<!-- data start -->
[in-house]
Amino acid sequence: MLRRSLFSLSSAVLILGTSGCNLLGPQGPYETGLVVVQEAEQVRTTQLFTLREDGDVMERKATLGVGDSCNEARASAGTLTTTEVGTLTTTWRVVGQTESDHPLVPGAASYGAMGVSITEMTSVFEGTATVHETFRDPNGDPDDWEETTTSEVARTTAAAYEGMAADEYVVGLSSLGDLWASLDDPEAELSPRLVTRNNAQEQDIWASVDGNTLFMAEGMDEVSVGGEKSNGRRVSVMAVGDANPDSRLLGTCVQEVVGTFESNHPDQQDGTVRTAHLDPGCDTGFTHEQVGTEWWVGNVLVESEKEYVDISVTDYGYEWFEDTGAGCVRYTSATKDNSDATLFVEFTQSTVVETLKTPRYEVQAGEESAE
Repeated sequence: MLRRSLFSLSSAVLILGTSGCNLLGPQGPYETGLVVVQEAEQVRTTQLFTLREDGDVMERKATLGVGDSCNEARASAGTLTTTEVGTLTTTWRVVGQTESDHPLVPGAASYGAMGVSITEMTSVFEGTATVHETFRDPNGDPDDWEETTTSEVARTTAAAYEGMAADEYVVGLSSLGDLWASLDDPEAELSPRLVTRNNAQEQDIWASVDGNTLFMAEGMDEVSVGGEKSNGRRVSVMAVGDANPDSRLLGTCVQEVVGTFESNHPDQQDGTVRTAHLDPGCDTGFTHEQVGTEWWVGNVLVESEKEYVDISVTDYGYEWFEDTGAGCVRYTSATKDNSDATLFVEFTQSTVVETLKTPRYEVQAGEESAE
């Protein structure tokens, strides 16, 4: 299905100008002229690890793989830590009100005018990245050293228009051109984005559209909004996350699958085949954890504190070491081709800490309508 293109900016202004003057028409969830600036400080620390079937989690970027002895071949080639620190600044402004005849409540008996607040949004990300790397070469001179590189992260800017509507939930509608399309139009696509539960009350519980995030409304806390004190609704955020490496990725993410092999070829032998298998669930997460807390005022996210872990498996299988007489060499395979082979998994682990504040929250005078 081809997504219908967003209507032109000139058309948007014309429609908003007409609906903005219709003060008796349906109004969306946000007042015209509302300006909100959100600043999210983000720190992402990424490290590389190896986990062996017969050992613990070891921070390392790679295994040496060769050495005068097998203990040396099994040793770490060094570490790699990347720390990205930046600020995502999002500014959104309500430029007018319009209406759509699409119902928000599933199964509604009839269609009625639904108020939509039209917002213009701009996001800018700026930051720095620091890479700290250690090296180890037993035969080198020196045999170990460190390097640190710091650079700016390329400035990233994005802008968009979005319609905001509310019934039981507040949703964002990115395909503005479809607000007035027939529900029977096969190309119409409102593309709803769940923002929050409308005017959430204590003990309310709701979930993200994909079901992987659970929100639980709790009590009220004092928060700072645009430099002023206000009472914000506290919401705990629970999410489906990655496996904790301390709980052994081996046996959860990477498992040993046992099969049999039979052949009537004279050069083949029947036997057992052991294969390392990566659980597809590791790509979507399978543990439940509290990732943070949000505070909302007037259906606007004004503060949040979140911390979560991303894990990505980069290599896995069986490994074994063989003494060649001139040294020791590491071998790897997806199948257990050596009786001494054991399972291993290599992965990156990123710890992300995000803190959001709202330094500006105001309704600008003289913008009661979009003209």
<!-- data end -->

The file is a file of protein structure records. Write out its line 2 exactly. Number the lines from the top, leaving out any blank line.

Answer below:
Amino acid sequence: MLRRSLFSLSSAVLILGTSGCNLLGPQGPYETGLVVVQEAEQVRTTQLFTLREDGDVMERKATLGVGDSCNEARASAGTLTTTEVGTLTTTWRVVGQTESDHPLVPGAASYGAMGVSITEMTSVFEGTATVHETFRDPNGDPDDWEETTTSEVARTTAAAYEGMAADEYVVGLSSLGDLWASLDDPEAELSPRLVTRNNAQEQDIWASVDGNTLFMAEGMDEVSVGGEKSNGRRVSVMAVGDANPDSRLLGTCVQEVVGTFESNHPDQQDGTVRTAHLDPGCDTGFTHEQVGTEWWVGNVLVESEKEYVDISVTDYGYEWFEDTGAGCVRYTSATKDNSDATLFVEFTQSTVVETLKTPRYEVQAGEESAE